For example users never changes their accounts settings regularly so there’s no need to show that on every panel or dialogue. The good practice is to make a different and separate section for account settings and provide the link to that section to the users so that whenever they need to change their settings they can easily do that.

  9. Help users recognize, diagnose, and recover from errors

    Error messages should be expressed in plain language (no codes), precisely indicate the problem, and constructively suggest a solution.
    For example usually whenever some error occurs while developing ASP.NET websites which is not caught by the compiler in Visual Studio it cause crashing of your website in browser and when it crashes it displays error in some code which is never understandable by new developer so i think Microsoft should update its IIS server error displaying methodology and should display proper and easily understandable error messages.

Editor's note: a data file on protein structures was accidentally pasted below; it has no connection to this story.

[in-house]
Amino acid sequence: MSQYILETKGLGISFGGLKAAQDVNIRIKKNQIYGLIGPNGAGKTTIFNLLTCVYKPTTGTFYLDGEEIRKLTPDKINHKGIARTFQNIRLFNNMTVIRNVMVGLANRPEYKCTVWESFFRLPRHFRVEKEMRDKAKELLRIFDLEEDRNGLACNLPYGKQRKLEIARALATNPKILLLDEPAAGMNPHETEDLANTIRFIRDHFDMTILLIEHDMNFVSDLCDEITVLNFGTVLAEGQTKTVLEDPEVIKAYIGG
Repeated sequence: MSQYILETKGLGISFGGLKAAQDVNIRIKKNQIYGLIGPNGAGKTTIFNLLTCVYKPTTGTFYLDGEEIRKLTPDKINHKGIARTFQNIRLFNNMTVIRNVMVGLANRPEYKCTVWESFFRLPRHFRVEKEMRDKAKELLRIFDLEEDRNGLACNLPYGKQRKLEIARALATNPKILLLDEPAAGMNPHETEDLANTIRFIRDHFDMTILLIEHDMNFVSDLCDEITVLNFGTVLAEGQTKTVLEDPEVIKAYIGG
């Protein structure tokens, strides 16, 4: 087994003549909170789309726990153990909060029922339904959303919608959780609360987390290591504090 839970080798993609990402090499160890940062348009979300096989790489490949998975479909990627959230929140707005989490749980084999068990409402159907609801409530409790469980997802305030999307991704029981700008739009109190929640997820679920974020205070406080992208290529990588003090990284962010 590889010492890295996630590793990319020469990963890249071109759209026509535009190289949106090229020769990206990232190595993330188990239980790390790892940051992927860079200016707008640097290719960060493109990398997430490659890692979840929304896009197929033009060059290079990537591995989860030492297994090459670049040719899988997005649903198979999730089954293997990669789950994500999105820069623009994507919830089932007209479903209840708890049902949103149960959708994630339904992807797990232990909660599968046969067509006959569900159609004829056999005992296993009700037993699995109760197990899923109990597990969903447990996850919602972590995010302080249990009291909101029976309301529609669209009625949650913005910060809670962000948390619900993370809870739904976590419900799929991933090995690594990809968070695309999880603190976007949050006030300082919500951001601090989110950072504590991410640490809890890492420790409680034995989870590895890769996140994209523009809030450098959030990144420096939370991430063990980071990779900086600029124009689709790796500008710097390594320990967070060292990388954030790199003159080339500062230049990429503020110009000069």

10. Help and Documentation

    Even though it is better if the system can be used without documentation, it may be necessary to provide help and documentation. Any such information should be easy to search, focused on the user’s task, list concrete steps to be carried out, and not to be too large.

Many experts and good UI/UX designers are following these heuristics to make their designs perfect and to improve usability of their products. While evaluating some design you must consider these heuristics as your checklist.

How to perform Heuristic Evaluation

Mostly heuristic evaluation is performed by small teams of evaluators (usually usability specialists) who systematically checks interface design against small set of recognized usability principle called “heuristics”. These heuristics can be developed by themselves and can be those which were developed by Nielsen and are explained above.